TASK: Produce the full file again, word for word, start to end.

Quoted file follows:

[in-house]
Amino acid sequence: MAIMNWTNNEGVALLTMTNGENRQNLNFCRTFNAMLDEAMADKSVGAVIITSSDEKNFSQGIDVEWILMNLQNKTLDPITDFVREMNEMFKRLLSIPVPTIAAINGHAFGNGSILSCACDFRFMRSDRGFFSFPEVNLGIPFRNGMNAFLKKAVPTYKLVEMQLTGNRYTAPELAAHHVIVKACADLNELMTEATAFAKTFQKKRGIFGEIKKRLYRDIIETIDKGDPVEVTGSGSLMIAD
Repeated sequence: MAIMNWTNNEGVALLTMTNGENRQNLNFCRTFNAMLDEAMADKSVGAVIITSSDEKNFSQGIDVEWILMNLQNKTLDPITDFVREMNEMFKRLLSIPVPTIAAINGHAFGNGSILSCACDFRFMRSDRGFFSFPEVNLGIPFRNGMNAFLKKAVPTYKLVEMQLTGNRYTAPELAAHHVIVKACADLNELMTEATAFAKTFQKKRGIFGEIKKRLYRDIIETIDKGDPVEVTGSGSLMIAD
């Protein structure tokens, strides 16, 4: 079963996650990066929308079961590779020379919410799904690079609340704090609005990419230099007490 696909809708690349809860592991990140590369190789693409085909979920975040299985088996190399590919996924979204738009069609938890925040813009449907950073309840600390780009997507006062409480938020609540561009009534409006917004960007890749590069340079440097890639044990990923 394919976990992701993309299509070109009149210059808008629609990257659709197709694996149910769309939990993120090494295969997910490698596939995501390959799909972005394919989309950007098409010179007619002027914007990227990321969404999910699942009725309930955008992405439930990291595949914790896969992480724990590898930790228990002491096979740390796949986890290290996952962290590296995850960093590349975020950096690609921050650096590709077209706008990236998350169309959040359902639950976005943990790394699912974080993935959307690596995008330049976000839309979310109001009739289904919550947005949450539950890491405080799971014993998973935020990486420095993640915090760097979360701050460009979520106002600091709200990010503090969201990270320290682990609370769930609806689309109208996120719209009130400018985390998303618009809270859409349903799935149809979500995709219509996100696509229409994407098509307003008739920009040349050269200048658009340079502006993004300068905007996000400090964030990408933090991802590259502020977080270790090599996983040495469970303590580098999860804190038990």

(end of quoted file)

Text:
[in-house]
Amino acid sequence: MAIMNWTNNEGVALLTMTNGENRQNLNFCRTFNAMLDEAMADKSVGAVIITSSDEKNFSQGIDVEWILMNLQNKTLDPITDFVREMNEMFKRLLSIPVPTIAAINGHAFGNGSILSCACDFRFMRSDRGFFSFPEVNLGIPFRNGMNAFLKKAVPTYKLVEMQLTGNRYTAPELAAHHVIVKACADLNELMTEATAFAKTFQKKRGIFGEIKKRLYRDIIETIDKGDPVEVTGSGSLMIAD
Repeated sequence: MAIMNWTNNEGVALLTMTNGENRQNLNFCRTFNAMLDEAMADKSVGAVIITSSDEKNFSQGIDVEWILMNLQNKTLDPITDFVREMNEMFKRLLSIPVPTIAAINGHAFGNGSILSCACDFRFMRSDRGFFSFPEVNLGIPFRNGMNAFLKKAVPTYKLVEMQLTGNRYTAPELAAHHVIVKACADLNELMTEATAFAKTFQKKRGIFGEIKKRLYRDIIETIDKGDPVEVTGSGSLMIAD
């Protein structure tokens, strides 16, 4: 079963996650990066929308079961590779020379919410799904690079609340704090609005990419230099007490 696909809708690349809860592991990140590369190789693409085909979920975040299985088996190399590919996924979204738009069609938890925040813009449907950073309840600390780009997507006062409480938020609540561009009534409006917004960007890749590069340079440097890639044990990923 394919976990992701993309299509070109009149210059808008629609990257659709197709694996149910769309939990993120090494295969997910490698596939995501390959799909972005394919989309950007098409010179007619002027914007990227990321969404999910699942009725309930955008992405439930990291595949914790896969992480724990590898930790228990002491096979740390796949986890290290996952962290590296995850960093590349975020950096690609921050650096590709077209706008990236998350169309959040359902639950976005943990790394699912974080993935959307690596995008330049976000839309979310109001009739289904919550947005949450539950890491405080799971014993998973935020990486420095993640915090760097979360701050460009979520106002600091709200990010503090969201990270320290682990609370769930609806689309109208996120719209009130400018985390998303618009809270859409349903799935149809979500995709219509996100696509229409994407098509307003008739920009040349050269200048658009340079502006993004300068905007996000400090964030990408933090991802590259502020977080270790090599996983040495469970303590580098999860804190038990």